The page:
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New Report Finds American Taxpayers Have Paid More Than $1B in Five Years for Police Misconduct Cases

eric garnerBad policing has cost American taxpayers more than $1 billion, according to a report by The Wall Street Journal. WSJ reporters Zusha Elinson and Dan Frosch conducted an in-depth study of public records and found the cost of settling police misconduct cases has almost doubled over a five-year period.

“The 10 cities with the largest police departments paid out $248.7 million last year in settlements and court judgments in police-misconduct cases, up 48 percent from $168.3 million in 2010, according to data gathered by The Wall Street Journal through public-records requests,” reported the WSJ. “Those cities collectively paid out $1.02 billion over those five years in such cases, which include alleged beatings, shootings and wrongful imprisonment.”

Ultimately, taxpayers end up footing the bill for these settlements. Cities either pay the legal costs by self insuring, with the money coming from city funds, or the cases are handled by insurance companies. But just like car insurance, the more claims filed, the higher the premium. However, officers rarely end up paying out of their pockets for bad behavior. Notorious Maricopa County Sheriff Joe Arpaio has managed to fend off several decades of lawsuits, because the county picks up the tab. The Arizona Republic reported lawsuits against the Maricopa sheriff’s department have cost the county $44 million. And that’s one of the reasons why Arpaio stays in office. The minute he retires, he becomes responsible for the legal costs, according to a Salon article.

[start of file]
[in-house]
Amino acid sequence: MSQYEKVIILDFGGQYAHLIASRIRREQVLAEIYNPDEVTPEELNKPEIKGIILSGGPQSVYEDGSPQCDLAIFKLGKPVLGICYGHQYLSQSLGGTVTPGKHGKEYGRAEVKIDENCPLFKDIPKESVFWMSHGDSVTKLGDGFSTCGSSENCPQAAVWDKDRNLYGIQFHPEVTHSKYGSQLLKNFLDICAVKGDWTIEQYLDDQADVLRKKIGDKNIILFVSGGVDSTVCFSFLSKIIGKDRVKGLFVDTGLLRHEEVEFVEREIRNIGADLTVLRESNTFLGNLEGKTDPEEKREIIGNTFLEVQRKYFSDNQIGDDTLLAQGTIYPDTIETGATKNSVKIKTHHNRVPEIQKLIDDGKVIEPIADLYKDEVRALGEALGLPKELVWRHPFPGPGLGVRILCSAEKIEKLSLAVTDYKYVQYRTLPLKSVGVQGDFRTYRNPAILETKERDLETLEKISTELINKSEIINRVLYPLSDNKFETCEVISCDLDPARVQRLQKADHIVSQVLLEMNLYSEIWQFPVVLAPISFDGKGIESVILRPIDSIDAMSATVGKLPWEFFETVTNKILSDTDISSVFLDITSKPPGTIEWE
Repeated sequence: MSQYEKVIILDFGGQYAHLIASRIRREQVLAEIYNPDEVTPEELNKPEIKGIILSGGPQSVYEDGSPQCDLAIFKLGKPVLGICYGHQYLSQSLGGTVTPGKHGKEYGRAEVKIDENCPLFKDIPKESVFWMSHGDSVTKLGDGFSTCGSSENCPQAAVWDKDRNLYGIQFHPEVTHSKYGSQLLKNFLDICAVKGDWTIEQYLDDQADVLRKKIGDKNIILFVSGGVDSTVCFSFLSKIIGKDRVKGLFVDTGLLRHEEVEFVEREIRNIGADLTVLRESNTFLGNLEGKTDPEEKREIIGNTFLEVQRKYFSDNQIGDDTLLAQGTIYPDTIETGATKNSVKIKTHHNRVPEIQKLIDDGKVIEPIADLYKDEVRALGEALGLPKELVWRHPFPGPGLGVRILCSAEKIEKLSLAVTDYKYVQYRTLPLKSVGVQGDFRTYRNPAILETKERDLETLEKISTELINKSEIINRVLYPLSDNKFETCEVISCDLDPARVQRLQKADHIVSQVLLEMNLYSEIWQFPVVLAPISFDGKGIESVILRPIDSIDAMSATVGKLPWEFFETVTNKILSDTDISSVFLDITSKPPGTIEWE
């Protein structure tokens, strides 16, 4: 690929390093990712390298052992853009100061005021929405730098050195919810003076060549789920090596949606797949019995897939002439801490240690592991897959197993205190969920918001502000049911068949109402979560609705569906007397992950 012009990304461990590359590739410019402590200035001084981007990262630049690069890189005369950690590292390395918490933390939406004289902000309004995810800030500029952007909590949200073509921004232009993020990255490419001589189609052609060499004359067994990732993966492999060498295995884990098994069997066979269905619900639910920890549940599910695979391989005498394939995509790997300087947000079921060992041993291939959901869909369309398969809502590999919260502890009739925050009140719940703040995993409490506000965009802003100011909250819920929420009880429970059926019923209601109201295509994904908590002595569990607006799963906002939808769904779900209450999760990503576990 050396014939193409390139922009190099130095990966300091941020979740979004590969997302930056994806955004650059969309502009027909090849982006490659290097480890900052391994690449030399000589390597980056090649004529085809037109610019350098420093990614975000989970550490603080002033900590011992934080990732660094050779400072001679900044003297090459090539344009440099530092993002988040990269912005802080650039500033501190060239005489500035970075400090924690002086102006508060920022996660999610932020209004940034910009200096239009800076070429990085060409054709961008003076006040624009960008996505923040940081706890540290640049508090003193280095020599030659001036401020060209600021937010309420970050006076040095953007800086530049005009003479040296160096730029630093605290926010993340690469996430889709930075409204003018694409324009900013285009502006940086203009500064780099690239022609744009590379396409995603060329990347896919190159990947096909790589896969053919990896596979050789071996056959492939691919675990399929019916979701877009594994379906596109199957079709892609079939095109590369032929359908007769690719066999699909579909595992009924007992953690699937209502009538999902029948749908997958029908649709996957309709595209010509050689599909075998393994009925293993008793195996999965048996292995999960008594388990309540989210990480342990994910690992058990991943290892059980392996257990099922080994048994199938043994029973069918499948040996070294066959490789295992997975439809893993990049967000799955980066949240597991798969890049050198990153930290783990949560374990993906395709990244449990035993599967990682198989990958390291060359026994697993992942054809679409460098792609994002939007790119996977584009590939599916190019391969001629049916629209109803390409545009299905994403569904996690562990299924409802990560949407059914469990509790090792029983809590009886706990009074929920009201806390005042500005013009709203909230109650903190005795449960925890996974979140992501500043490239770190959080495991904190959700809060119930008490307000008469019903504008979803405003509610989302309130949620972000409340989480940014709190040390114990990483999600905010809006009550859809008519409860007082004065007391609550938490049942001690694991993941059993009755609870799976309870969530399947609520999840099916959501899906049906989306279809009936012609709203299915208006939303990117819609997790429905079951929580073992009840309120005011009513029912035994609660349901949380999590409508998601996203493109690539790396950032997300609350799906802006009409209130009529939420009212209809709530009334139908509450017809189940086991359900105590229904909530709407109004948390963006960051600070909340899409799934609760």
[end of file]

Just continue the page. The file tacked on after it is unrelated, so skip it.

Of all the the cities tracked by the WSJ, New York had the costliest police department, racking up $601.3 million in legal costs over five years. Payments for settlements and judgments jumped from $93.8 in fiscal year 2013 to $165 million in 2014, reported the WSJ. The city recently paid the family of Eric Garner, who was choked to death during an altercation with Staten Island police, a $5.9 million settlement.

Sometimes incidents of police abuse are so blatant municipalities want to settle the cases quickly to stop bad publicity. The County of San Bernardino took two weeks to pay Francis Pusok $650,000 after a news helicopter captured sheriff’s deputies kicking and punching him. Pusok didn’t even have time to file a lawsuit before he received a cash settlement.

While some legal experts say the prevalence of camera phones is capturing more cases of police misconduct, that’s not always the case. Municipalities are still paying for decades-old cases of police abuse.

“New York City agreed last year to pay $41 million to five Black and Hispanic men imprisoned for the 1989 beating and rape of a jogger in Central Park, then freed after another man confessed and DNA evidence confirmed his story,” reported the WSJ. “In 2013 and 2014, for example, Chicago paid more than $60 million in cases where people were wrongfully imprisoned decades ago because of alleged police misconduct.”

However, the problem of expensive police misconduct cases is not just confined to big cities. Albuquerque, N.M. also has a police department with a troubling record of human rights abuses.

“The city of about 550,000 has had a high number of fatal police shootings and has spent more than $25 million on civil-rights and police-misconduct settlements over the past five years, with annual payouts nearly quadrupling over that period,” reported the WSJ. “Earlier this month, Albuquerque officials reached a $5 million settlement with the family of James Boyd, a mentally unstable homeless man who was shot by police in 2014 in an incident captured on video.”

Unfortunately, there seems to be a disconnect between the public and the police. Taxpayers don’t seem to realize they are footing the bill for bad policing.

“Civil suits can win financial settlements. But maybe it’s time for taxpayers to start insisting their elected officials invest in better-trained police officers who avoid costly lawsuits,” suggested an Atlanta Black Star article.

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